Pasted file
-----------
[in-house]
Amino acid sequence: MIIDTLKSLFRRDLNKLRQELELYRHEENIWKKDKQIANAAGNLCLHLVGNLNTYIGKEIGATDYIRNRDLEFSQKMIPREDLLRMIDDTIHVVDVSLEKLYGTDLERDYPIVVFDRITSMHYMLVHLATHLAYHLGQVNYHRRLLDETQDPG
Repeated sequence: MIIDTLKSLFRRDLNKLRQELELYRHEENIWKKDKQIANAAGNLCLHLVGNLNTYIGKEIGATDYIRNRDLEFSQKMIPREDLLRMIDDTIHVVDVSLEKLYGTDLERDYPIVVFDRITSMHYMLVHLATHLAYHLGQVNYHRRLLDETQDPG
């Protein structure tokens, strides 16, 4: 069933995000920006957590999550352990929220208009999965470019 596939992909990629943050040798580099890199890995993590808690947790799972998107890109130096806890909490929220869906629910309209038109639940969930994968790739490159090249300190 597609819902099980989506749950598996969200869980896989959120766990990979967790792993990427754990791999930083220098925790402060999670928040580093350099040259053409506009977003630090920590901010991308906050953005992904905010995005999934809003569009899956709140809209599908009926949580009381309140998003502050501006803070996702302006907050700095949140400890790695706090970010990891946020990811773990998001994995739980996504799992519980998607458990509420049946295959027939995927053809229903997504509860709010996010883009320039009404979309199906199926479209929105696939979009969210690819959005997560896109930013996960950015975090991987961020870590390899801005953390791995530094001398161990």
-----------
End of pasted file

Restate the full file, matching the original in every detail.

[in-house]
Amino acid sequence: MIIDTLKSLFRRDLNKLRQELELYRHEENIWKKDKQIANAAGNLCLHLVGNLNTYIGKEIGATDYIRNRDLEFSQKMIPREDLLRMIDDTIHVVDVSLEKLYGTDLERDYPIVVFDRITSMHYMLVHLATHLAYHLGQVNYHRRLLDETQDPG
Repeated sequence: MIIDTLKSLFRRDLNKLRQELELYRHEENIWKKDKQIANAAGNLCLHLVGNLNTYIGKEIGATDYIRNRDLEFSQKMIPREDLLRMIDDTIHVVDVSLEKLYGTDLERDYPIVVFDRITSMHYMLVHLATHLAYHLGQVNYHRRLLDETQDPG
């Protein structure tokens, strides 16, 4: 069933995000920006957590999550352990929220208009999965470019 596939992909990629943050040798580099890199890995993590808690947790799972998107890109130096806890909490929220869906629910309209038109639940969930994968790739490159090249300190 597609819902099980989506749950598996969200869980896989959120766990990979967790792993990427754990791999930083220098925790402060999670928040580093350099040259053409506009977003630090920590901010991308906050953005992904905010995005999934809003569009899956709140809209599908009926949580009381309140998003502050501006803070996702302006907050700095949140400890790695706090970010990891946020990811773990998001994995739980996504799992519980998607458990509420049946295959027939995927053809229903997504509860709010996010883009320039009404979309199906199926479209929105696939979009969210690819959005997560896109930013996960950015975090991987961020870590390899801005953390791995530094001398161990």